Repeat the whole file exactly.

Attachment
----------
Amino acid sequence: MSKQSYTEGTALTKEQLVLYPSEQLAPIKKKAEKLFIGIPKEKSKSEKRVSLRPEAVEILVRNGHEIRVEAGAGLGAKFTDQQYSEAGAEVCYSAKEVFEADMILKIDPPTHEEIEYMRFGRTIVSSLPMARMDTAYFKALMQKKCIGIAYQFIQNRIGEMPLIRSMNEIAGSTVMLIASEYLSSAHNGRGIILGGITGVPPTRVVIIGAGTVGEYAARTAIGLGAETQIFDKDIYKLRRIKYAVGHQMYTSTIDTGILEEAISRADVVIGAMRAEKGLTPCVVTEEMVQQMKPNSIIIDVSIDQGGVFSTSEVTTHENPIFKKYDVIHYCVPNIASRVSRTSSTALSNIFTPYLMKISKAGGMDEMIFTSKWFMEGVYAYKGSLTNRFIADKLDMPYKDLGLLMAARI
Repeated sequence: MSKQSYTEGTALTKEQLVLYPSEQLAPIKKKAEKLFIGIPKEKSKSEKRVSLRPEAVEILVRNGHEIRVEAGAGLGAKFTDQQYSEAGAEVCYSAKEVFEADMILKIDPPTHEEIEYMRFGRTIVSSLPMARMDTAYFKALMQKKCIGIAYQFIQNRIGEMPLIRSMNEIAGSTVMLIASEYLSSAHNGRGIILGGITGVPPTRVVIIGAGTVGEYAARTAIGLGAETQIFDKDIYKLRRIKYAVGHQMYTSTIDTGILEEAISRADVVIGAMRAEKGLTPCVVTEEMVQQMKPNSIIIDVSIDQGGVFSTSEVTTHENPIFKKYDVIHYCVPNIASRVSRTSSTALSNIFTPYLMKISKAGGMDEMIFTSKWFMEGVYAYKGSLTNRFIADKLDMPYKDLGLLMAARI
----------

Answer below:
Amino acid sequence: MSKQSYTEGTALTKEQLVLYPSEQLAPIKKKAEKLFIGIPKEKSKSEKRVSLRPEAVEILVRNGHEIRVEAGAGLGAKFTDQQYSEAGAEVCYSAKEVFEADMILKIDPPTHEEIEYMRFGRTIVSSLPMARMDTAYFKALMQKKCIGIAYQFIQNRIGEMPLIRSMNEIAGSTVMLIASEYLSSAHNGRGIILGGITGVPPTRVVIIGAGTVGEYAARTAIGLGAETQIFDKDIYKLRRIKYAVGHQMYTSTIDTGILEEAISRADVVIGAMRAEKGLTPCVVTEEMVQQMKPNSIIIDVSIDQGGVFSTSEVTTHENPIFKKYDVIHYCVPNIASRVSRTSSTALSNIFTPYLMKISKAGGMDEMIFTSKWFMEGVYAYKGSLTNRFIADKLDMPYKDLGLLMAARI
Repeated sequence: MSKQSYTEGTALTKEQLVLYPSEQLAPIKKKAEKLFIGIPKEKSKSEKRVSLRPEAVEILVRNGHEIRVEAGAGLGAKFTDQQYSEAGAEVCYSAKEVFEADMILKIDPPTHEEIEYMRFGRTIVSSLPMARMDTAYFKALMQKKCIGIAYQFIQNRIGEMPLIRSMNEIAGSTVMLIASEYLSSAHNGRGIILGGITGVPPTRVVIIGAGTVGEYAARTAIGLGAETQIFDKDIYKLRRIKYAVGHQMYTSTIDTGILEEAISRADVVIGAMRAEKGLTPCVVTEEMVQQMKPNSIIIDVSIDQGGVFSTSEVTTHENPIFKKYDVIHYCVPNIASRVSRTSSTALSNIFTPYLMKISKAGGMDEMIFTSKWFMEGVYAYKGSLTNRFIADKLDMPYKDLGLLMAARI